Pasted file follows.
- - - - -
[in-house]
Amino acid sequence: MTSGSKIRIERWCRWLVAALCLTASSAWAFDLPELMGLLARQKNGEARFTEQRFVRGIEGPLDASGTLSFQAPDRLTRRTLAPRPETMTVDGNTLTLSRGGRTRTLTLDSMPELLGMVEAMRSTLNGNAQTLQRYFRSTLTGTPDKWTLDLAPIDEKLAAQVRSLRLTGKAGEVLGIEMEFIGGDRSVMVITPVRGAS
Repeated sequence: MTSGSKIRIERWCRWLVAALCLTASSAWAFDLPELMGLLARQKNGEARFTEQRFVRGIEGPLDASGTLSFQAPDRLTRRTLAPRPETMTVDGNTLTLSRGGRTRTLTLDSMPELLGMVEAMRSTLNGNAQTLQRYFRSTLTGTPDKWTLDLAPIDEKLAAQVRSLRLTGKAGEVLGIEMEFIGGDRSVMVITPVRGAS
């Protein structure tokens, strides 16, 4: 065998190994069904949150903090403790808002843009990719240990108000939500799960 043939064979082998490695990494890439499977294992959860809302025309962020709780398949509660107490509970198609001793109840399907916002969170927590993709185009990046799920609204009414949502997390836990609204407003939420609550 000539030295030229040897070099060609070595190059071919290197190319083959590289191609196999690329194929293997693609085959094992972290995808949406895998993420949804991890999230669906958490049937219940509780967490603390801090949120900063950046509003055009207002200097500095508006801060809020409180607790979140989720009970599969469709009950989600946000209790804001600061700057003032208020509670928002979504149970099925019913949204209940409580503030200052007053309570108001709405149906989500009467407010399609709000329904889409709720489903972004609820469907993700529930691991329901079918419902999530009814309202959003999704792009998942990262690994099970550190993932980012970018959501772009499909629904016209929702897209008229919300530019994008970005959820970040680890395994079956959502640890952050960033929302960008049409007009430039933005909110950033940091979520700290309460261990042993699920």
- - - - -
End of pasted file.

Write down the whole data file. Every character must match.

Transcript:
[in-house]
Amino acid sequence: MTSGSKIRIERWCRWLVAALCLTASSAWAFDLPELMGLLARQKNGEARFTEQRFVRGIEGPLDASGTLSFQAPDRLTRRTLAPRPETMTVDGNTLTLSRGGRTRTLTLDSMPELLGMVEAMRSTLNGNAQTLQRYFRSTLTGTPDKWTLDLAPIDEKLAAQVRSLRLTGKAGEVLGIEMEFIGGDRSVMVITPVRGAS
Repeated sequence: MTSGSKIRIERWCRWLVAALCLTASSAWAFDLPELMGLLARQKNGEARFTEQRFVRGIEGPLDASGTLSFQAPDRLTRRTLAPRPETMTVDGNTLTLSRGGRTRTLTLDSMPELLGMVEAMRSTLNGNAQTLQRYFRSTLTGTPDKWTLDLAPIDEKLAAQVRSLRLTGKAGEVLGIEMEFIGGDRSVMVITPVRGAS
């Protein structure tokens, strides 16, 4: 065998190994069904949150903090403790808002843009990719240990108000939500799960 043939064979082998490695990494890439499977294992959860809302025309962020709780398949509660107490509970198609001793109840399907916002969170927590993709185009990046799920609204009414949502997390836990609204407003939420609550 000539030295030229040897070099060609070595190059071919290197190319083959590289191609196999690329194929293997693609085959094992972290995808949406895998993420949804991890999230669906958490049937219940509780967490603390801090949120900063950046509003055009207002200097500095508006801060809020409180607790979140989720009970599969469709009950989600946000209790804001600061700057003032208020509670928002979504149970099925019913949204209940409580503030200052007053309570108001709405149906989500009467407010399609709000329904889409709720489903972004609820469907993700529930691991329901079918419902999530009814309202959003999704792009998942990262690994099970550190993932980012970018959501772009499909629904016209929702897209008229919300530019994008970005959820970040680890395994079956959502640890952050960033929302960008049409007009430039933005909110950033940091979520700290309460261990042993699920």